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I recognized recently that a lot of my PDF exported plots have lines extending past the actual (framed) plot area. Here is a simple example:

p = ListLinePlot[
  Table[{x, 2 x^2}, {x, -1, 1, .01}],
  Frame -> True,
  PlotRange -> {{0, 1}, {0, 1}}
  ]
Export["test2.pdf", p]

The results looks like this (screenshot):

enter image description here

and if we zoom-in to the top edge:

enter image description here

Can this be avoided? The effect is not visible in PNG exports, but I prefer working with vector graphics.

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  • $\begingroup$ Look around PlotRangePadding and PlotRangeClipping $\endgroup$ – Rom38 Jul 27 '17 at 3:56
  • $\begingroup$ @Rom38, Thanks, I forgot to mention, I tried PlotRangePadding -> None as well as PlotRangeClipping -> False and PlotRangeClipping -> True, with no improvement. $\endgroup$ – Felix Jul 27 '17 at 4:09
  • $\begingroup$ PlotRangePadding->Scaled[0.01] can solve the problem with intersection at the top-edge but the left side is still problematic.. $\endgroup$ – Rom38 Jul 27 '17 at 4:50
  • $\begingroup$ I think this is related to the bug here, and the fix could also be similar. I'll try to write an answer with a workaround, but the real solution is to get this bug fixed... $\endgroup$ – Jens Jul 27 '17 at 4:52
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    $\begingroup$ I did report it, let's see what they say. $\endgroup$ – Felix Jul 27 '17 at 16:50
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There is a related question where it's observed that the magnitude of the overhang depends on the ImageSize. In that thread, we decided it's a bug.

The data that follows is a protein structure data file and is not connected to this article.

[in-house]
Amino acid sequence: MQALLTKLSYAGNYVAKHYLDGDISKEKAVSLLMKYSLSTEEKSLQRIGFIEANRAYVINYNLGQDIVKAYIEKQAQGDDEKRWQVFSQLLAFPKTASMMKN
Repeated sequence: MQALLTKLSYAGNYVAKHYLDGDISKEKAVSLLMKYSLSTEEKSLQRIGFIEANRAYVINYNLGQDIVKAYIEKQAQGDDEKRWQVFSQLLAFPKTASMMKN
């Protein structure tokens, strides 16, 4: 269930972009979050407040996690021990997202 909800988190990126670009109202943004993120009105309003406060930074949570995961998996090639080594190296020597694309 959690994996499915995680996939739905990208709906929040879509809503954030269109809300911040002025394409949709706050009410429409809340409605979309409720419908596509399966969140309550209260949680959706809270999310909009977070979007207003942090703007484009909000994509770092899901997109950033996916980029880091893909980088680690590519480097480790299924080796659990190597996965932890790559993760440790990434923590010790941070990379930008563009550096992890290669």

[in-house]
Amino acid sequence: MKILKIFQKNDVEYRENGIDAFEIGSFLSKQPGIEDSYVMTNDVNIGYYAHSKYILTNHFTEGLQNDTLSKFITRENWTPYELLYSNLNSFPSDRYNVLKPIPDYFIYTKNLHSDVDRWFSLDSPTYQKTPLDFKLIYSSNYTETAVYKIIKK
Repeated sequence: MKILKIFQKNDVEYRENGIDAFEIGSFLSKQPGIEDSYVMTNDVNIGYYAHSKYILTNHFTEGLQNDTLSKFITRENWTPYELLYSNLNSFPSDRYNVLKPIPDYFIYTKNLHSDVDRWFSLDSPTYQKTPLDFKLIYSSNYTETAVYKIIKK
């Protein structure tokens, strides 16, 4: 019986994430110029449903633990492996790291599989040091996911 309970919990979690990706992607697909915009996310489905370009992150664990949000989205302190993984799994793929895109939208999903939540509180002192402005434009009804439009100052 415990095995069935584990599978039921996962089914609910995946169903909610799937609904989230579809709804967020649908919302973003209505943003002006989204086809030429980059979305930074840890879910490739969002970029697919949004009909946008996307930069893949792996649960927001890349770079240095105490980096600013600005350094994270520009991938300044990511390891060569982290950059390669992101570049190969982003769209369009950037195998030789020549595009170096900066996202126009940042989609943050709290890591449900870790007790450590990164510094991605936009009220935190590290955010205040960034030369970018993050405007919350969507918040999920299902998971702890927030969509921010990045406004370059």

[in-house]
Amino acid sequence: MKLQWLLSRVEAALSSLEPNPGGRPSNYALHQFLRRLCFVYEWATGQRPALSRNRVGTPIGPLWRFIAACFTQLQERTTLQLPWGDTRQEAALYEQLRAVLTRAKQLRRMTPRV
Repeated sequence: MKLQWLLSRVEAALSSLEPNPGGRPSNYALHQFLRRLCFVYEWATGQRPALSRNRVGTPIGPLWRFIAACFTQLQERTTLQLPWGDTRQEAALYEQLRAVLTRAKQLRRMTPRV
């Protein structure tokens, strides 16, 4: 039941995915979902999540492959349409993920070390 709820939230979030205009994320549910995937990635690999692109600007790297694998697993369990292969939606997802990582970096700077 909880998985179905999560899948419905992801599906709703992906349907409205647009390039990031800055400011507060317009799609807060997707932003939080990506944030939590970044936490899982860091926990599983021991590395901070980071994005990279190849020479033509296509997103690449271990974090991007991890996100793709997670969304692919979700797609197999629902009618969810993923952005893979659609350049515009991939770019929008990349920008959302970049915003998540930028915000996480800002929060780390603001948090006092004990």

A work-around for this bug is to surround the plot by a "picture frame" or "passepartout" that crops the overhanging piece of the curve. Here I try to do that:

p = With[{t = .0004, d = .5, background = White}, 
  ListLinePlot[Table[{x, 2 x^2}, {x, -1, 1, .01}], Frame -> True, 
   FrameStyle -> Thickness[2 t], Axes -> None, 
   PlotRange -> {{0, 1}, {0, 1}}, PlotRangePadding -> 0, 
   Epilog -> {background, 
     FilledCurve[{{Line[
         ImageScaled /@ {{-d, -d}, {-d, 1 + d}, {1 + d, 1 + d}, {1 + d, -d}}]}, 
       {Line[
         Scaled /@ {{-t, -t}, {-t, 1 + t}, {1 + t, 1 + t}, {1 + t, -t}}]}}]}]]

The plot is the same as in the question, but the overhang is now hidden in the exported PDF. The variable d contains the thickness of the buffer zone around the frame that is overwritten with a frame of color background. The issue then arises that this also crops half of the plot frame (if Frame->True is set). To fix this, I need to specify the frame thickness explicitly. The variable t is half the desired frame thickness (in scaled coordinates, not absolute points). With this, I offset the cropping rectangle by t so that it shouldn't overlap with the plot frame. In the notebook, it now looks as if there is in fact some undesirable cropping of the frame. But in the exported PDF, I don't see any problems: in particular, the frame and the ticks appear to be of the same thickness, as they should be.

To illustrate the cropping I did above, here is a modified plot that intentionally shows the location of the cropping rectangle in orange, to see where the overhang regions are and how they are blotted out:

orange

You get this plot by changing background to Orange and exporting to PDF.

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  • $\begingroup$ Thanks, it's nice to have a workaround for some simple plots. In my present case, I have a multi panel scidraw figure with insets and all of that, so manually framing all of them is not really an option. $\endgroup$ – Felix Jul 27 '17 at 15:57
  • $\begingroup$ I know, your bug report is the only real way forward. $\endgroup$ – Jens Jul 27 '17 at 17:13

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